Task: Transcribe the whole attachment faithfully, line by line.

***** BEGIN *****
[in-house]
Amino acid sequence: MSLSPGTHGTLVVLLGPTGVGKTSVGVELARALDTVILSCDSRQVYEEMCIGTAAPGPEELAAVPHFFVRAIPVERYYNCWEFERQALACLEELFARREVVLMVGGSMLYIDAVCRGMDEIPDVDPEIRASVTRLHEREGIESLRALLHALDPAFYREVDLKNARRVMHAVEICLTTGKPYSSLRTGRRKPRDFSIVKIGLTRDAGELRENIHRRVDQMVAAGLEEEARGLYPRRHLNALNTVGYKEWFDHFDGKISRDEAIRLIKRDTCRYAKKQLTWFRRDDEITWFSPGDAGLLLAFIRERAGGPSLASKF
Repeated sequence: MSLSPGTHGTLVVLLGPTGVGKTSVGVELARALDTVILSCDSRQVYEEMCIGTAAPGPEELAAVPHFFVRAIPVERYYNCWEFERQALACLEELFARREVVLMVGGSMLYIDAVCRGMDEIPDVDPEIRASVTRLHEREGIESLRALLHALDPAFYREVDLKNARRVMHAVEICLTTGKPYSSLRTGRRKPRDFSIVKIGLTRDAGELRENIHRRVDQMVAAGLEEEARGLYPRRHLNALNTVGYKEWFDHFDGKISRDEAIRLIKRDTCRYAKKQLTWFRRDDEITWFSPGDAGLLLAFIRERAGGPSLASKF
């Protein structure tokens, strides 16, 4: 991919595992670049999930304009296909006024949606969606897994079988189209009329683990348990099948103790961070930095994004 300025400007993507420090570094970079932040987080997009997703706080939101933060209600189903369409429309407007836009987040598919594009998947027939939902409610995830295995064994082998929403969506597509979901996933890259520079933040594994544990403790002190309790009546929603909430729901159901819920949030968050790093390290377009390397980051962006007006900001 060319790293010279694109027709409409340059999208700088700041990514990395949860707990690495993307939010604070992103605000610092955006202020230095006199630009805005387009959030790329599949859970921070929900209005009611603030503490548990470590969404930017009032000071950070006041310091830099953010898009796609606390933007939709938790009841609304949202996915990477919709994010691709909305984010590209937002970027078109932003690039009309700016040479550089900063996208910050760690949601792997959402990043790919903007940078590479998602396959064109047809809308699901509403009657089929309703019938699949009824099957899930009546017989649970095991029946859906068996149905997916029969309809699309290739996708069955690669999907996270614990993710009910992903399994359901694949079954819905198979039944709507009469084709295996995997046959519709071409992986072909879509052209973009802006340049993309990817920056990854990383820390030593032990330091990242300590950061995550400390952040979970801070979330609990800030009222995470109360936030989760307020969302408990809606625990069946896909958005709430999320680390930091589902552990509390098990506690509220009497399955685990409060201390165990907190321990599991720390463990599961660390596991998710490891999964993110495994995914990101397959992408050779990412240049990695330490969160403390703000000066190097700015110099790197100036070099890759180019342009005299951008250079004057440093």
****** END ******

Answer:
[in-house]
Amino acid sequence: MSLSPGTHGTLVVLLGPTGVGKTSVGVELARALDTVILSCDSRQVYEEMCIGTAAPGPEELAAVPHFFVRAIPVERYYNCWEFERQALACLEELFARREVVLMVGGSMLYIDAVCRGMDEIPDVDPEIRASVTRLHEREGIESLRALLHALDPAFYREVDLKNARRVMHAVEICLTTGKPYSSLRTGRRKPRDFSIVKIGLTRDAGELRENIHRRVDQMVAAGLEEEARGLYPRRHLNALNTVGYKEWFDHFDGKISRDEAIRLIKRDTCRYAKKQLTWFRRDDEITWFSPGDAGLLLAFIRERAGGPSLASKF
Repeated sequence: MSLSPGTHGTLVVLLGPTGVGKTSVGVELARALDTVILSCDSRQVYEEMCIGTAAPGPEELAAVPHFFVRAIPVERYYNCWEFERQALACLEELFARREVVLMVGGSMLYIDAVCRGMDEIPDVDPEIRASVTRLHEREGIESLRALLHALDPAFYREVDLKNARRVMHAVEICLTTGKPYSSLRTGRRKPRDFSIVKIGLTRDAGELRENIHRRVDQMVAAGLEEEARGLYPRRHLNALNTVGYKEWFDHFDGKISRDEAIRLIKRDTCRYAKKQLTWFRRDDEITWFSPGDAGLLLAFIRERAGGPSLASKF
């Protein structure tokens, strides 16, 4: 991919595992670049999930304009296909006024949606969606897994079988189209009329683990348990099948103790961070930095994004 300025400007993507420090570094970079932040987080997009997703706080939101933060209600189903369409429309407007836009987040598919594009998947027939939902409610995830295995064994082998929403969506597509979901996933890259520079933040594994544990403790002190309790009546929603909430729901159901819920949030968050790093390290377009390397980051962006007006900001 060319790293010279694109027709409409340059999208700088700041990514990395949860707990690495993307939010604070992103605000610092955006202020230095006199630009805005387009959030790329599949859970921070929900209005009611603030503490548990470590969404930017009032000071950070006041310091830099953010898009796609606390933007939709938790009841609304949202996915990477919709994010691709909305984010590209937002970027078109932003690039009309700016040479550089900063996208910050760690949601792997959402990043790919903007940078590479998602396959064109047809809308699901509403009657089929309703019938699949009824099957899930009546017989649970095991029946859906068996149905997916029969309809699309290739996708069955690669999907996270614990993710009910992903399994359901694949079954819905198979039944709507009469084709295996995997046959519709071409992986072909879509052209973009802006340049993309990817920056990854990383820390030593032990330091990242300590950061995550400390952040979970801070979330609990800030009222995470109360936030989760307020969302408990809606625990069946896909958005709430999320680390930091589902552990509390098990506690509220009497399955685990409060201390165990907190321990599991720390463990599961660390596991998710490891999964993110495994995914990101397959992408050779990412240049990695330490969160403390703000000066190097700015110099790197100036070099890759180019342009005299951008250079004057440093």